In hindsight, this was completely predictable
Doesn't require much hindsight, it's an example of the "Byzantine Generals problem" described by Leslie Lamport 40 years ago, and should be well-known to anyone working on highly-available systems. With only two sites, in the event of network failure it's provably impossible for either of them to know what action to take. That's why such configurations always need a third site/device, with a voting system based around quorum. Standard for local HA systems, but harder to do with geographically-separate systems for DR because network failures are more frequent and often not independent.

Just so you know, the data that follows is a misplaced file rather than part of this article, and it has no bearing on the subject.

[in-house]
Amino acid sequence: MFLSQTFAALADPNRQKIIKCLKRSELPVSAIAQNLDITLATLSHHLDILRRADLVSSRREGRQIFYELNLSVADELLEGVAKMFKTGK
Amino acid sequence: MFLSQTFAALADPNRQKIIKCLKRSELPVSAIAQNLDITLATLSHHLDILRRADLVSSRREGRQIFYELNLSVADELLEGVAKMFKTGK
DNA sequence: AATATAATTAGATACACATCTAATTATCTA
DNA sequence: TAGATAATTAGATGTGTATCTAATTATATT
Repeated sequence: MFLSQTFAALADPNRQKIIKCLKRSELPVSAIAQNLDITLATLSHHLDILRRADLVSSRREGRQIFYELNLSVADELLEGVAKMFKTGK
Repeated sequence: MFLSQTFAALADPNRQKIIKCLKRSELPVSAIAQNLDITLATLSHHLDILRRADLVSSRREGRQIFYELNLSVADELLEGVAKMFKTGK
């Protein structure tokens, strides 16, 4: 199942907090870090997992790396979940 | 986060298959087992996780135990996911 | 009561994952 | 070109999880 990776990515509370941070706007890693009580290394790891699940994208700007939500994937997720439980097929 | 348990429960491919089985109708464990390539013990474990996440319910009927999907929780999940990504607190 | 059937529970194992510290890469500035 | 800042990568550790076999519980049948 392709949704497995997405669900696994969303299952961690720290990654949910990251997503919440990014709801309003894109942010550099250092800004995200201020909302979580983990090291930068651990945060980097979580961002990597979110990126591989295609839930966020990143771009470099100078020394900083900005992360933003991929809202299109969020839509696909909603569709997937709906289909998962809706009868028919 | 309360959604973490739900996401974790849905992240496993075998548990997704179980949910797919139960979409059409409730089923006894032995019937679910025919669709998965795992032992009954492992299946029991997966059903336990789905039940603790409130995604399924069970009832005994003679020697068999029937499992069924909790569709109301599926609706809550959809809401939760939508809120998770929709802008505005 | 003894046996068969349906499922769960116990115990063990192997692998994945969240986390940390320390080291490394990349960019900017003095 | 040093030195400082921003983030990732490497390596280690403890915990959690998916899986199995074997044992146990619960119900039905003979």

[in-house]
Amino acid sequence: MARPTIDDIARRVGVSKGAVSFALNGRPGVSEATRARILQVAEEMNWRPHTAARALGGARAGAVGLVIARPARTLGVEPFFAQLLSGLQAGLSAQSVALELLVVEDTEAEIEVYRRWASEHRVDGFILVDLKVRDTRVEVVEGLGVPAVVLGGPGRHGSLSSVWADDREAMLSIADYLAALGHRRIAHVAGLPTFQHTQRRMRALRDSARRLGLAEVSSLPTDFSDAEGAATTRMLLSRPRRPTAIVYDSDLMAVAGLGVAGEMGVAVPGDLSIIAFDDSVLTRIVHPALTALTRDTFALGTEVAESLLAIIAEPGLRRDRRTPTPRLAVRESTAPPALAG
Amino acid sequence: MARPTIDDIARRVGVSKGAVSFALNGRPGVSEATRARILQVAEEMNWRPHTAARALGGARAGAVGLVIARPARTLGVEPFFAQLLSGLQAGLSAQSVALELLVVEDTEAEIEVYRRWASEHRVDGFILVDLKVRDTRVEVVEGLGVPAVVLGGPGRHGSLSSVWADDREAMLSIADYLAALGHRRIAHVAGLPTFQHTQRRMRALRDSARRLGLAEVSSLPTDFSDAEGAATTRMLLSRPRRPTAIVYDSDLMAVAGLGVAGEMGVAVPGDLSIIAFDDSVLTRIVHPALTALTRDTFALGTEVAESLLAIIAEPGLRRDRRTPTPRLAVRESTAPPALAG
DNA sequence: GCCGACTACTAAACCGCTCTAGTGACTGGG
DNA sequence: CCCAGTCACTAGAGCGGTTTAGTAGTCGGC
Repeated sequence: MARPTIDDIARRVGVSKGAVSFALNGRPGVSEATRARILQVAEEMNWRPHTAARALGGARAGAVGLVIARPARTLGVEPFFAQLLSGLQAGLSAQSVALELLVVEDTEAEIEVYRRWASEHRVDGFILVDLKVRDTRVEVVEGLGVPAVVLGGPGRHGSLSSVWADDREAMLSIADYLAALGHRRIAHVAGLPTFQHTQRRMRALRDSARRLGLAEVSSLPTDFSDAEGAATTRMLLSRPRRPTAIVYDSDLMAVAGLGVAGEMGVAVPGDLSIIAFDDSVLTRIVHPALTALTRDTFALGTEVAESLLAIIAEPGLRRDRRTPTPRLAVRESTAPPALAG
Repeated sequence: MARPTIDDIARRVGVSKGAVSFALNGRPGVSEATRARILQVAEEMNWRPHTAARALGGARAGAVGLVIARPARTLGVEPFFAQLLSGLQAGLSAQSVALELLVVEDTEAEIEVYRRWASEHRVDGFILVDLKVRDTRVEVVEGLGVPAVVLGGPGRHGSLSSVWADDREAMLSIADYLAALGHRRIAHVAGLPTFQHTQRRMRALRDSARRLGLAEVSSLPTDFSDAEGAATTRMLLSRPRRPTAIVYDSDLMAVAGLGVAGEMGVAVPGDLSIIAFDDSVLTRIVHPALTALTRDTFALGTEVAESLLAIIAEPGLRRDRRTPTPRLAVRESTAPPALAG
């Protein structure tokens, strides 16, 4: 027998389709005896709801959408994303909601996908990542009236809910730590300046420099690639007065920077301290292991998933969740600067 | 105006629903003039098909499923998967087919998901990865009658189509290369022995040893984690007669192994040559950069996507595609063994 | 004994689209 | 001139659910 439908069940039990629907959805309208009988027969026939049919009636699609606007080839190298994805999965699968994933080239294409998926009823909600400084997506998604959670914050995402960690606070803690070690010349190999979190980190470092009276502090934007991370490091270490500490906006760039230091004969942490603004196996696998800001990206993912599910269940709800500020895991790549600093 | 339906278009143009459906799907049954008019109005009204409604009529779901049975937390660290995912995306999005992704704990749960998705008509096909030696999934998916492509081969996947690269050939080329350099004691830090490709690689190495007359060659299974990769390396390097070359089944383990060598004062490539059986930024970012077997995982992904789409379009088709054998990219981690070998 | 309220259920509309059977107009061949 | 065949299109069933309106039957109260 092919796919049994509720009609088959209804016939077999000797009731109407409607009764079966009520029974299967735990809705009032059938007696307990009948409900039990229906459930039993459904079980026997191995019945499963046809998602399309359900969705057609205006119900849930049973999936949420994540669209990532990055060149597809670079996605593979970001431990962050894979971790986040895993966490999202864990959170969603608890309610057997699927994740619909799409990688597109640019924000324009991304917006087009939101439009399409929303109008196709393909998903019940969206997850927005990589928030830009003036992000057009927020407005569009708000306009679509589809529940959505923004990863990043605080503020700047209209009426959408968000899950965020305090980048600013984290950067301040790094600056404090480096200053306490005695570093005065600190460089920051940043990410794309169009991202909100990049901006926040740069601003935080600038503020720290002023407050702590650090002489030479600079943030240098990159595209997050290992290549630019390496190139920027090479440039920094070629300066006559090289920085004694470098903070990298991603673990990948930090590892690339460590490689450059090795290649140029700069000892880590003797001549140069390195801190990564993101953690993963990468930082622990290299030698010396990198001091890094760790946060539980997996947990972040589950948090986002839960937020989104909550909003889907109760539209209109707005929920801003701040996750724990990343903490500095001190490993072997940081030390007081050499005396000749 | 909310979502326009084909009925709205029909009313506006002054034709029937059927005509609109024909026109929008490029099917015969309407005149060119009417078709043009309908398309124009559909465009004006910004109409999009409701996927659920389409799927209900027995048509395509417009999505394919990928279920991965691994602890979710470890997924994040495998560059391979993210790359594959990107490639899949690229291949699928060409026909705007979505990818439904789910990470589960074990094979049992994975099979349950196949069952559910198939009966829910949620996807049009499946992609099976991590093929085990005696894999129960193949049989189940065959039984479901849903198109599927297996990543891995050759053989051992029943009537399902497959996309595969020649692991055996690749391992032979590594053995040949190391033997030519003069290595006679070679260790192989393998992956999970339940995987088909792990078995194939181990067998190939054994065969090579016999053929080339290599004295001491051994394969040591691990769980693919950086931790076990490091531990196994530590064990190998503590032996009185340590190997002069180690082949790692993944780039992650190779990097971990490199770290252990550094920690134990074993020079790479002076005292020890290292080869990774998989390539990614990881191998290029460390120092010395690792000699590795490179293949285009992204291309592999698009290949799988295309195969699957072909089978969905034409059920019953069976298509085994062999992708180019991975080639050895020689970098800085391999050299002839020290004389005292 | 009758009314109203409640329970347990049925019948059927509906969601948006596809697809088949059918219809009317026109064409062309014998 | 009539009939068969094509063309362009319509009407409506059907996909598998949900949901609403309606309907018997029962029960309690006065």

In that case best Business Continuity practice is not to do an automatic primary-secondary failover, but to have a person (the BC manager) in the loop. That person is alerted to the situation and can gather enough additional info (maybe just phone calls to the site admins, a separate "network link") to take the decision about which site should be Primary. After that the transition should be automated to reduce the likelihood of error.